Have you ever walked on a street that looked like this?

A final word:  According to Wikipedia, “Deep South tradition gives the option of topping the fruit cobbler with a scoop or two of vanilla ice cream.”  This is where Wikipedia is wrong….

…vanilla ice cream is not optional.

33 Comments

  1. Beautiful peach cobbler! It looks very tasty :)

  2. petit4chocolatier

    This dish looks delicious! I am going to attempt it soon. Thank you! ~ judy

  3. Oh Robin Jean Marie, this looks AMAZING!! Thank you so much for posting this…I can’t wait to try it!!

    • Thanks, Becky! I hope you like it–please do report back on how it turns out and what you think of it. :-)

  4. That looks wonderful! The blueberries are ready here, so I may have to make this one this week! And I agree, ice cream is never optional :)!

    • It’s a crowd pleaser, Strawberry. Hope you like it–please let me know how it turns out! :-)

  5. I have a load of peaches form the Farmers Market today…..so cobbler it will be tomorrow….with ice cream of course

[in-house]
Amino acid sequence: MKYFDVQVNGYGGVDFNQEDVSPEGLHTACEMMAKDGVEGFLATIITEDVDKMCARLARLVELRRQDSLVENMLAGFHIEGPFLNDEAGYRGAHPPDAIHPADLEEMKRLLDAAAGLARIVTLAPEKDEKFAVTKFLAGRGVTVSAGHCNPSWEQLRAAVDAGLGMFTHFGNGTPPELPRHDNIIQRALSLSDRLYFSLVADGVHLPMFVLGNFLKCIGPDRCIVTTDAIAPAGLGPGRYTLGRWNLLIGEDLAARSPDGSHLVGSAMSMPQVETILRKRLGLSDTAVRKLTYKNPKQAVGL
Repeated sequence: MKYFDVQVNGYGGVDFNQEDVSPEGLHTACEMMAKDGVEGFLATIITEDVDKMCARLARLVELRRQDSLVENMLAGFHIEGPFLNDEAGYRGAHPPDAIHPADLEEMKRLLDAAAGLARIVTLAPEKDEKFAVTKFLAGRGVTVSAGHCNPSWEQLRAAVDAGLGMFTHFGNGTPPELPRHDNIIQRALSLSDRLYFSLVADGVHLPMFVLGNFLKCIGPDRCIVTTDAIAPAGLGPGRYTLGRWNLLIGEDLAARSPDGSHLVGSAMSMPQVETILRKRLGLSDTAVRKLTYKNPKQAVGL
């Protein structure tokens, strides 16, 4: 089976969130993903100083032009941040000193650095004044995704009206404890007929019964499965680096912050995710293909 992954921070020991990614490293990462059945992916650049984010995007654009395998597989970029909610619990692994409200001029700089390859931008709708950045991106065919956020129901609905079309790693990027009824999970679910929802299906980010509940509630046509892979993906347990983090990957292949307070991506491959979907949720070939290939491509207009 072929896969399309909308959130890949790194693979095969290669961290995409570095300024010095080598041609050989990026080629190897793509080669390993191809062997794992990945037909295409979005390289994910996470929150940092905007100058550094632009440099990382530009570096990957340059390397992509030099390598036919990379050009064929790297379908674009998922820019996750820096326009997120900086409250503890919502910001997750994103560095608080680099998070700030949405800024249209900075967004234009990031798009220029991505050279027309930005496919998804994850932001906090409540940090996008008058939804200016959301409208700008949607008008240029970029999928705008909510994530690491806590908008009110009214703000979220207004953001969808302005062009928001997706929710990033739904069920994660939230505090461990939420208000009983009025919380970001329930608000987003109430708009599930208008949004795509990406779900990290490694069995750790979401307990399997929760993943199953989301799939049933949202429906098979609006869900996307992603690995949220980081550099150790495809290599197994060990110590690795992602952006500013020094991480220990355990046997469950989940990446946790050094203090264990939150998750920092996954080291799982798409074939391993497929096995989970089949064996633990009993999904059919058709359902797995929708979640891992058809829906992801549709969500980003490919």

6. This looks heavenly and should be a summertime tradition for everyone. I’m heading to whole foods for a some berries and peaches!

    • It sure is our summertime tradition! Hope you’re pleased with the results, Elisa.

  7. The Cosy Creative

    Gosh this looks sooo tasty and very cosy. Tempted to make this now, it’s cold and rainy here so a nice hearty pudding like this would go down a treat ;)

  8. Muaah! I just entered dangerous territory when I spotted that crumblelicious goodness sitting at the top of your post! Mmmm…Wikipedia sure is wrong! :D Happy mid-summer from a rainy Finland, Sharon

    • Ah, but this one is good for you! Low sugar and lots of fruit…we eat it with no guilt. ;-)
      Thanks, Sharon. Hope you can catch up on your reading on this rainy mid-summer day. :-)

      • I know my boys will love it and love that it’s low sugar. Take care, can’t wait to see what yummies you cook up next time! Hugs xx

        • Thank you Sharon. I think I’ll be stuck on a cobbler for a while–hope you don’t mind. ;-)

          • Cobblers are perfect especially now in the summer with all the fresh berries we are having! Can’t wait to see what else you have for us – my boys will be very happy! :D